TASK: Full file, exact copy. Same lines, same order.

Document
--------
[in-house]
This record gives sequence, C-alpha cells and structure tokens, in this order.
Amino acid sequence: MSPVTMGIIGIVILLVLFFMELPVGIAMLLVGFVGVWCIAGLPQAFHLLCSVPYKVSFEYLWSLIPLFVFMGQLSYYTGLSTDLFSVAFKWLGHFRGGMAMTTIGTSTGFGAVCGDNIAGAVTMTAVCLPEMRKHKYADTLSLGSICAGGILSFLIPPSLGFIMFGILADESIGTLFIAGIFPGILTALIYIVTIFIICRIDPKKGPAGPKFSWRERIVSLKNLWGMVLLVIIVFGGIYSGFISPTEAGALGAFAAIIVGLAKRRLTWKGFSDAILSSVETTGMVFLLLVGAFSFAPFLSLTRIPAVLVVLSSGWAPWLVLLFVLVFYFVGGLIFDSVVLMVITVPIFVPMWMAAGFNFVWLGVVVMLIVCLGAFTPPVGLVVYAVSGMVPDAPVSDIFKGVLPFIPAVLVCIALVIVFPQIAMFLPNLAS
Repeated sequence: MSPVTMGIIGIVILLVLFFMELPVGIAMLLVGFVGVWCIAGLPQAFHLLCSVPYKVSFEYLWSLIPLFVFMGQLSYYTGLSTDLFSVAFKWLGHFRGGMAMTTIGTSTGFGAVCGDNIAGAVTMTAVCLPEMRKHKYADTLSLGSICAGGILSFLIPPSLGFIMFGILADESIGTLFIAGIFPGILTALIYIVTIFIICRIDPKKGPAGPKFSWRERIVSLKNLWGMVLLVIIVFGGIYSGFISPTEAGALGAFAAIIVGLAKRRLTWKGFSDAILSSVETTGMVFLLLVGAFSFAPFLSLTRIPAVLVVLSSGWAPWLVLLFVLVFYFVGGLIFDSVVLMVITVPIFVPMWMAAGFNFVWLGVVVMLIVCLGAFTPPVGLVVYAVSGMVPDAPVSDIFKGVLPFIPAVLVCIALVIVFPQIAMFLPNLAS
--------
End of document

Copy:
[in-house]
This record gives sequence, C-alpha cells and structure tokens, in this order.
Amino acid sequence: MSPVTMGIIGIVILLVLFFMELPVGIAMLLVGFVGVWCIAGLPQAFHLLCSVPYKVSFEYLWSLIPLFVFMGQLSYYTGLSTDLFSVAFKWLGHFRGGMAMTTIGTSTGFGAVCGDNIAGAVTMTAVCLPEMRKHKYADTLSLGSICAGGILSFLIPPSLGFIMFGILADESIGTLFIAGIFPGILTALIYIVTIFIICRIDPKKGPAGPKFSWRERIVSLKNLWGMVLLVIIVFGGIYSGFISPTEAGALGAFAAIIVGLAKRRLTWKGFSDAILSSVETTGMVFLLLVGAFSFAPFLSLTRIPAVLVVLSSGWAPWLVLLFVLVFYFVGGLIFDSVVLMVITVPIFVPMWMAAGFNFVWLGVVVMLIVCLGAFTPPVGLVVYAVSGMVPDAPVSDIFKGVLPFIPAVLVCIALVIVFPQIAMFLPNLAS
Repeated sequence: MSPVTMGIIGIVILLVLFFMELPVGIAMLLVGFVGVWCIAGLPQAFHLLCSVPYKVSFEYLWSLIPLFVFMGQLSYYTGLSTDLFSVAFKWLGHFRGGMAMTTIGTSTGFGAVCGDNIAGAVTMTAVCLPEMRKHKYADTLSLGSICAGGILSFLIPPSLGFIMFGILADESIGTLFIAGIFPGILTALIYIVTIFIICRIDPKKGPAGPKFSWRERIVSLKNLWGMVLLVIIVFGGIYSGFISPTEAGALGAFAAIIVGLAKRRLTWKGFSDAILSSVETTGMVFLLLVGAFSFAPFLSLTRIPAVLVVLSSGWAPWLVLLFVLVFYFVGGLIFDSVVLMVITVPIFVPMWMAAGFNFVWLGVVVMLIVCLGAFTPPVGLVVYAVSGMVPDAPVSDIFKGVLPFIPAVLVCIALVIVFPQIAMFLPNLAS